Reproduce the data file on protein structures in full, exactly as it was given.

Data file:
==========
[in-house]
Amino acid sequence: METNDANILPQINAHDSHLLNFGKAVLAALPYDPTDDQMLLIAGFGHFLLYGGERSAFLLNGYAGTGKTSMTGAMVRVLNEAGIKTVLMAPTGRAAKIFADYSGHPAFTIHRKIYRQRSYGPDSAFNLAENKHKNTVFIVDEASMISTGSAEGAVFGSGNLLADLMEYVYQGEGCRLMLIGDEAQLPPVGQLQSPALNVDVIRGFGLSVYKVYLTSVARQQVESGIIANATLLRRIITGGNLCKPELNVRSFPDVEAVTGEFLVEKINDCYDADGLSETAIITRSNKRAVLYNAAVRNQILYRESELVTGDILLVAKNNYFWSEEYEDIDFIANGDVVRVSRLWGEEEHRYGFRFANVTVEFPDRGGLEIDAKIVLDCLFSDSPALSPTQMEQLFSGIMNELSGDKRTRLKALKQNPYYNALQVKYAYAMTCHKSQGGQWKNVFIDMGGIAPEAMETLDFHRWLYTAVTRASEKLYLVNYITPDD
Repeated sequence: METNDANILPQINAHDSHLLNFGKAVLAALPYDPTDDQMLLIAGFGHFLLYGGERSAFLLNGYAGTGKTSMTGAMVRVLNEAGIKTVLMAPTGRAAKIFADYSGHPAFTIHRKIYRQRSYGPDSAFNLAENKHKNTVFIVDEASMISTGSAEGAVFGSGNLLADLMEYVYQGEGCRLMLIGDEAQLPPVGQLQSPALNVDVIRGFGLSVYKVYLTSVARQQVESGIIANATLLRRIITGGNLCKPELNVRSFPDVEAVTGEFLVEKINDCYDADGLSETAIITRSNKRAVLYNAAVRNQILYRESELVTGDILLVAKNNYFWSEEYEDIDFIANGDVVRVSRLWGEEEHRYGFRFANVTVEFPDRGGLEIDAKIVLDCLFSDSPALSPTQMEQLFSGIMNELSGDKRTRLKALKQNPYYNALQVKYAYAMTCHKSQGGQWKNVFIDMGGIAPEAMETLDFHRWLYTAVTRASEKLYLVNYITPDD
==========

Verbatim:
[in-house]
Amino acid sequence: METNDANILPQINAHDSHLLNFGKAVLAALPYDPTDDQMLLIAGFGHFLLYGGERSAFLLNGYAGTGKTSMTGAMVRVLNEAGIKTVLMAPTGRAAKIFADYSGHPAFTIHRKIYRQRSYGPDSAFNLAENKHKNTVFIVDEASMISTGSAEGAVFGSGNLLADLMEYVYQGEGCRLMLIGDEAQLPPVGQLQSPALNVDVIRGFGLSVYKVYLTSVARQQVESGIIANATLLRRIITGGNLCKPELNVRSFPDVEAVTGEFLVEKINDCYDADGLSETAIITRSNKRAVLYNAAVRNQILYRESELVTGDILLVAKNNYFWSEEYEDIDFIANGDVVRVSRLWGEEEHRYGFRFANVTVEFPDRGGLEIDAKIVLDCLFSDSPALSPTQMEQLFSGIMNELSGDKRTRLKALKQNPYYNALQVKYAYAMTCHKSQGGQWKNVFIDMGGIAPEAMETLDFHRWLYTAVTRASEKLYLVNYITPDD
Repeated sequence: METNDANILPQINAHDSHLLNFGKAVLAALPYDPTDDQMLLIAGFGHFLLYGGERSAFLLNGYAGTGKTSMTGAMVRVLNEAGIKTVLMAPTGRAAKIFADYSGHPAFTIHRKIYRQRSYGPDSAFNLAENKHKNTVFIVDEASMISTGSAEGAVFGSGNLLADLMEYVYQGEGCRLMLIGDEAQLPPVGQLQSPALNVDVIRGFGLSVYKVYLTSVARQQVESGIIANATLLRRIITGGNLCKPELNVRSFPDVEAVTGEFLVEKINDCYDADGLSETAIITRSNKRAVLYNAAVRNQILYRESELVTGDILLVAKNNYFWSEEYEDIDFIANGDVVRVSRLWGEEEHRYGFRFANVTVEFPDRGGLEIDAKIVLDCLFSDSPALSPTQMEQLFSGIMNELSGDKRTRLKALKQNPYYNALQVKYAYAMTCHKSQGGQWKNVFIDMGGIAPEAMETLDFHRWLYTAVTRASEKLYLVNYITPDD